Pop singer Ed Sheeran flaunts his star power in an incredibly complex music video that combines motion capture, computer generated extras, and a guest appearance by Chance the Rapper to boot. The colorful video for “Cross Me” starts off with a professional dancer, Courtney Scarr, in a motion capture suit. Scarr becomes the sole real-life character in the video revisited throughout the song. Teeming animations of human figures, light effects, and a shower of sprinkles fill a dance hall, outdoor track, baseball field, and video game. Sheeran and Chance both appear as animated versions of themselves, navigating these computer-generated worlds and thoroughly blurring the line between real and imagined.

“Cross Me” was directed by Ryan Staake (previously), and also brings to mind this music video for The Chemical Brothers, directed by DOM&NIC. You can view the comprehensive list of collaborators on the project on the official video’s Vimeo page.

 

 



Dance

Neon-Clad Ballet Dancers Take the Streets of Hong Kong by Storm in Celebration of Their 40th Year

May 21, 2019

Laura Staugaitis

In a new brand video from the Hong Kong Ballet, swarms of brightly dressed ballet dancers demonstrate traditional techniques in a contemporary urban environment. The 40-year-old dance company underwent a dramatic rebrand in 2018 courtesy of Washington, D.C. based-agency Design Army, and the recent video builds on their new identity. Sporting a mix of classic tutus alongside contemporary athleticwear, the dancers pas de deux across basketball courts and stroll en pointe through crosswalks to the remixed tune of Maurice Ravel’s Boléro. Find more moments of dancers in motion on the Hong Kong Ballet’s Youtube channel and take a peek behind the stage curtain on Instagram. (via Colossal Submissions)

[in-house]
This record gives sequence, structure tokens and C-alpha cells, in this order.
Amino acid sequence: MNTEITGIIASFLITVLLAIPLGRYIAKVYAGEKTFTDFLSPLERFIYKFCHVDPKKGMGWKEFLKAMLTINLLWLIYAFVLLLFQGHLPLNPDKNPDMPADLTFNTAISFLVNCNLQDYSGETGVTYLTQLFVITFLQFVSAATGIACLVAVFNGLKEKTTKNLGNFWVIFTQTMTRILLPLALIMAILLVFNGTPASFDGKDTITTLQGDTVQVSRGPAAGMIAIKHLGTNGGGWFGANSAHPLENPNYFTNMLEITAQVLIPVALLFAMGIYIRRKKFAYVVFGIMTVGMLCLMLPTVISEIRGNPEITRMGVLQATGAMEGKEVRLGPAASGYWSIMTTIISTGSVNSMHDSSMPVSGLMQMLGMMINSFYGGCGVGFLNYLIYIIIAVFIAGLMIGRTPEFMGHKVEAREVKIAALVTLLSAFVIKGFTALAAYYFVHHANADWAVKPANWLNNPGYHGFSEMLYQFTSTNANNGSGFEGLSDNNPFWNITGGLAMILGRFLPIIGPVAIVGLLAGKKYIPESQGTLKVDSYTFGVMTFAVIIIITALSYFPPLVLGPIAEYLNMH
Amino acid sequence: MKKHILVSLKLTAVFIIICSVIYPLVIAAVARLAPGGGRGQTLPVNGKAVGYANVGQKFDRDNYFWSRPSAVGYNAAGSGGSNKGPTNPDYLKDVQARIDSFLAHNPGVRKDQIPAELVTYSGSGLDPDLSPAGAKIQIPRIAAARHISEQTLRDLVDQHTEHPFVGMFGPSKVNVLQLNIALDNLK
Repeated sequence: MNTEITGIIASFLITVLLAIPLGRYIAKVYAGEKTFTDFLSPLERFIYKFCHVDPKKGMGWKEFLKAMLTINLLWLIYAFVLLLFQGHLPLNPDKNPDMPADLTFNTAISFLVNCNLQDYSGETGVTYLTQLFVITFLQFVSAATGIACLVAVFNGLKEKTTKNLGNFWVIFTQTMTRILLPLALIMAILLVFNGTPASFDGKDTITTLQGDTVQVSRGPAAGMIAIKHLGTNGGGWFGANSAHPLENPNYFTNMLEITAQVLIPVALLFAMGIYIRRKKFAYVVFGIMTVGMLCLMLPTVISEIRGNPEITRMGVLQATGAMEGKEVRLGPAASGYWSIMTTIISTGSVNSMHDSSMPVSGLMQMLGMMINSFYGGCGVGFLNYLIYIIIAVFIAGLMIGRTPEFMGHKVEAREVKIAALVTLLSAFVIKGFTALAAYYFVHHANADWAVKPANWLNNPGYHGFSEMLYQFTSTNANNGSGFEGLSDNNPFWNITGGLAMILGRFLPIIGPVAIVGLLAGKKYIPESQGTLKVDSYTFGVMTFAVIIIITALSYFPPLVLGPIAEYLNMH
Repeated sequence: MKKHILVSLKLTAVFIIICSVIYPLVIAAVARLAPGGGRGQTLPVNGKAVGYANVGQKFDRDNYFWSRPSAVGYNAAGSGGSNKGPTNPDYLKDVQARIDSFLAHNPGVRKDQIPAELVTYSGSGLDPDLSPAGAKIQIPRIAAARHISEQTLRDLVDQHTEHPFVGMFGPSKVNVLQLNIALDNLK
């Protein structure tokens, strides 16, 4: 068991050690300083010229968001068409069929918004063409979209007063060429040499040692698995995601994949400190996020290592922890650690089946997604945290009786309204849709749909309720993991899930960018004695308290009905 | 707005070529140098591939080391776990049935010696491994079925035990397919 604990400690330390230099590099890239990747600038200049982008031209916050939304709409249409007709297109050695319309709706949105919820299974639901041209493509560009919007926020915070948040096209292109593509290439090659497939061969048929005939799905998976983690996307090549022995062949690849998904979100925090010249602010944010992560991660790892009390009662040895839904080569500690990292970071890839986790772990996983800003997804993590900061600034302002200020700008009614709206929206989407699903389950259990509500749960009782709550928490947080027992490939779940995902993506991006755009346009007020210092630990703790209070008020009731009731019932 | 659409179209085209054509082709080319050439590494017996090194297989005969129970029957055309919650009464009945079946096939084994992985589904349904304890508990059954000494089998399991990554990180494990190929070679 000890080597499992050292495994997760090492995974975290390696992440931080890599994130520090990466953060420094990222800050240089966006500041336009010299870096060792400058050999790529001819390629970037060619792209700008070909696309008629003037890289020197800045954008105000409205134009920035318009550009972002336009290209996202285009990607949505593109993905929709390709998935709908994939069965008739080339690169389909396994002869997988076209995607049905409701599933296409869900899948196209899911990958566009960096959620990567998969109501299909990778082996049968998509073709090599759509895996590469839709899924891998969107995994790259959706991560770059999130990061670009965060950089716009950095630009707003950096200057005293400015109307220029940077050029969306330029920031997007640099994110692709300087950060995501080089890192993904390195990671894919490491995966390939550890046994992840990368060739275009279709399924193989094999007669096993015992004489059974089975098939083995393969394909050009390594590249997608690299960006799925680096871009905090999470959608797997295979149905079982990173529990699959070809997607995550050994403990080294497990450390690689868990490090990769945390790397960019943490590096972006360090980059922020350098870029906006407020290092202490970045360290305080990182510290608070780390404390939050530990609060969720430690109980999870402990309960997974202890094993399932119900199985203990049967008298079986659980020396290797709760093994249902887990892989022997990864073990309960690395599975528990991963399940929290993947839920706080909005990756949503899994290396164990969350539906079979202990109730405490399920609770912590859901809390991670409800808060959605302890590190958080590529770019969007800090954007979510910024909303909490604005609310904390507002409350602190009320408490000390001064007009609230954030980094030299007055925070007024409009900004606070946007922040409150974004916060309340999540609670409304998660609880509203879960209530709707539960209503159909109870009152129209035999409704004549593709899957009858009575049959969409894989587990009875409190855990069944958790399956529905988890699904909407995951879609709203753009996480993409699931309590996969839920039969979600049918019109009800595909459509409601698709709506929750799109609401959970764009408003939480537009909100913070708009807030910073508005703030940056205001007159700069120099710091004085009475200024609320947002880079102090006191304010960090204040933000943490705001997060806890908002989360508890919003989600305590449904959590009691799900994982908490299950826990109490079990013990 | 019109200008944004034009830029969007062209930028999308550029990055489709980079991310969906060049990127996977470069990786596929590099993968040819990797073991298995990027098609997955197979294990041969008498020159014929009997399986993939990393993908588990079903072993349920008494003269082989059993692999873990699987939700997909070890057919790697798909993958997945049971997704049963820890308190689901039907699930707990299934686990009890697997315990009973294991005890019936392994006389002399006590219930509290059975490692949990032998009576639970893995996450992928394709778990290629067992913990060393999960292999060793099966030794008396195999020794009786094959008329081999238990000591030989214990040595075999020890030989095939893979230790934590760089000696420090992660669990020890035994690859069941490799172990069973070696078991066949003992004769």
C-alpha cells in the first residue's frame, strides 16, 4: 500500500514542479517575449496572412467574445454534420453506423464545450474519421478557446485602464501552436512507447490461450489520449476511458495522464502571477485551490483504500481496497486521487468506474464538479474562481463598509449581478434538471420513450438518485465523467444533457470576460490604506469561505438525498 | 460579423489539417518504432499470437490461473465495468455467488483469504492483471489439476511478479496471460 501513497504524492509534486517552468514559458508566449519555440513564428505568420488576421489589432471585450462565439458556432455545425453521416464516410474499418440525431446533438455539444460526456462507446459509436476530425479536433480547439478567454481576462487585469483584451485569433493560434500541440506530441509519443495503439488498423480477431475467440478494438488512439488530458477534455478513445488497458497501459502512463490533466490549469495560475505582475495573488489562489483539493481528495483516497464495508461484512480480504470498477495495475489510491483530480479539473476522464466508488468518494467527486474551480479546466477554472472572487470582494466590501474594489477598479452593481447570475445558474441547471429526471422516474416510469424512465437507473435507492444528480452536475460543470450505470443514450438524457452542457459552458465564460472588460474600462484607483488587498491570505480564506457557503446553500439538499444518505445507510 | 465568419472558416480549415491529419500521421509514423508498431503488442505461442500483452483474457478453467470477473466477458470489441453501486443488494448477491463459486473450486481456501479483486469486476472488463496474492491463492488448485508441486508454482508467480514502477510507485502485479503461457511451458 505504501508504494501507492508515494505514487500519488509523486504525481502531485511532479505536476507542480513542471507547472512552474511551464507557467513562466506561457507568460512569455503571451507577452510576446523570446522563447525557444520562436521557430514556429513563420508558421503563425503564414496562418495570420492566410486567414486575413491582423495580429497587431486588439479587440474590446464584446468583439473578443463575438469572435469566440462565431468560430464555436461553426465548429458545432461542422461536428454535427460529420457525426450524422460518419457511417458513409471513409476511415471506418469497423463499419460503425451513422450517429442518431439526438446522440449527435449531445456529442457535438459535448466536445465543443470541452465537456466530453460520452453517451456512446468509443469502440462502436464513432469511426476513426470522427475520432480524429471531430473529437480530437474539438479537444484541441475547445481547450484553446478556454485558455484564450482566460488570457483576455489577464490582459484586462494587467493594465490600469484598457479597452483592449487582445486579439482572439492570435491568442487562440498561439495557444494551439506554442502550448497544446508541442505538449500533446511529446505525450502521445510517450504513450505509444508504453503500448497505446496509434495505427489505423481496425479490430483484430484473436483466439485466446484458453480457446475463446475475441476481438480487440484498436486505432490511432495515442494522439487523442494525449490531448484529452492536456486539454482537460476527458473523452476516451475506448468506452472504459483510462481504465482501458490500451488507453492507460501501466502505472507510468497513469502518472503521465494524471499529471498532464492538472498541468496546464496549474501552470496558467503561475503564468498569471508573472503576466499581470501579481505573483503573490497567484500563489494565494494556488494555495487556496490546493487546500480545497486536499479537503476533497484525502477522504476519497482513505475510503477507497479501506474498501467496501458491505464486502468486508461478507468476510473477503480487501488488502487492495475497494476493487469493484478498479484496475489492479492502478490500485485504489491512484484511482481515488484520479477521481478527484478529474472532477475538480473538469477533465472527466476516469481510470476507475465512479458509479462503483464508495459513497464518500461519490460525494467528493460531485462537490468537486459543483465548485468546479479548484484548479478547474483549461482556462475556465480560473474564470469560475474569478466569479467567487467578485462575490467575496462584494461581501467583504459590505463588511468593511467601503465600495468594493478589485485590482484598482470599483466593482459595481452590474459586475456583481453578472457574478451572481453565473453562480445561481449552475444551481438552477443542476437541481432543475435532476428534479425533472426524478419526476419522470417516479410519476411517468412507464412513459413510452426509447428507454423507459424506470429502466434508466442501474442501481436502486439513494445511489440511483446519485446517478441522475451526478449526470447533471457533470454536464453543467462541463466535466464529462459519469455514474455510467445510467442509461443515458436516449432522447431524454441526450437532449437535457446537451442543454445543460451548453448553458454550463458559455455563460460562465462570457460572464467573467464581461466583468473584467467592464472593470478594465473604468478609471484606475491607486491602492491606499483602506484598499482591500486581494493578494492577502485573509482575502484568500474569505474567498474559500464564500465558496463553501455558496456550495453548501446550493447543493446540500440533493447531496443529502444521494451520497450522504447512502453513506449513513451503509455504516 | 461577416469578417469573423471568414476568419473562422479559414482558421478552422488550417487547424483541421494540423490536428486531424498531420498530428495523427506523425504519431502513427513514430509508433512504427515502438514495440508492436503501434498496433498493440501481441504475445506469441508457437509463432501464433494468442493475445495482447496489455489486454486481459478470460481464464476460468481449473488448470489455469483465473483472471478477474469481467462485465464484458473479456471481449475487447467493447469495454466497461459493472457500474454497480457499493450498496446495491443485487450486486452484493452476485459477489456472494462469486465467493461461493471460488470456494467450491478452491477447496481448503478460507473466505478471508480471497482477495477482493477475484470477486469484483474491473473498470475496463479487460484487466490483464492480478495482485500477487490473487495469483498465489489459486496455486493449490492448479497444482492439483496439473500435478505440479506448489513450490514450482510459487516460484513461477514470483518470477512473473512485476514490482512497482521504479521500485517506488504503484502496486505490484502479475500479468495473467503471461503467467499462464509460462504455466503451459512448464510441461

Art Dance Photography

Life-Size Origami Becomes a Fashion Statement in Dramatic Paper Costumes Worn by Ballet Dancers

October 15, 2018

Laura Staugaitis

All photographs © Melika Dez

Montreal-based artists Melika Dez and Pauline Loctin met in January 2018 and decide to combine their imaginations in a creative collaboration. The result, PLI.Ē Project, fuses Dez’s skills as a movement photographer with Loctin’s expertise in paper art, and showcases dancers around the world wearing hand-folded paper costumes. Loctin specifically formed each dress’s shape and color palette to the dancer who would be modeling it, and Dez worked to situate her models in iconic settings from the streets of New York City to the Louvre Museum in Paris. Loctin’s paper creations range from resembling traditional ballet tutus to intricately folded experimental shapes.

Dez shares that the project came together in two phases: first as a studio shoot with professional ballet dancers wearing Loctin’s creations, and later as a worldwide endeavor photographing dancers and costumes outside. “Paper can be a fragile material to work with and that is exactly why we decided to make the impossible, possible. No matter which element we would be confronted to, water (rain), wind, we wanted to show that we are limitless.”

The PLI.Ē Project photographs are on view in Montreal through November 4, 2018, and the duo hopes to shoot a second series of the work and eventually publish a photo book. You can see more from Loctin on Instagram and Facebook and from Dez on Instagram. (via fubiz)

 

 



Art Dance

Wild Balloon Creatures Overtake the Streets of New York in Jason Hackenwerth's Animal Soul

July 17, 2018

Laura Staugaitis

All photos by Jason Hackenwerth except as noted

In Animal Soul, a fleeting exhibition at Brookfield Place in New York City, artist Jason Hackenwerth (previously) brought to life a menagerie of inflatable creatures. Born from his wild imagination, the interactive inflatable artworks included wearable “Megamite” costumes sported by professional dancers, and towering fabric creatures that soared above the crowds. You can see more from Hackenwerth on Instagram.

Photo: Charles Lenoir

Photo: Charles Lenoir

The Diety. #Woooohooo @bfpl_ny #gitit @klkitchen

A post shared by Jason Hackenwerth (@hackenwerth) on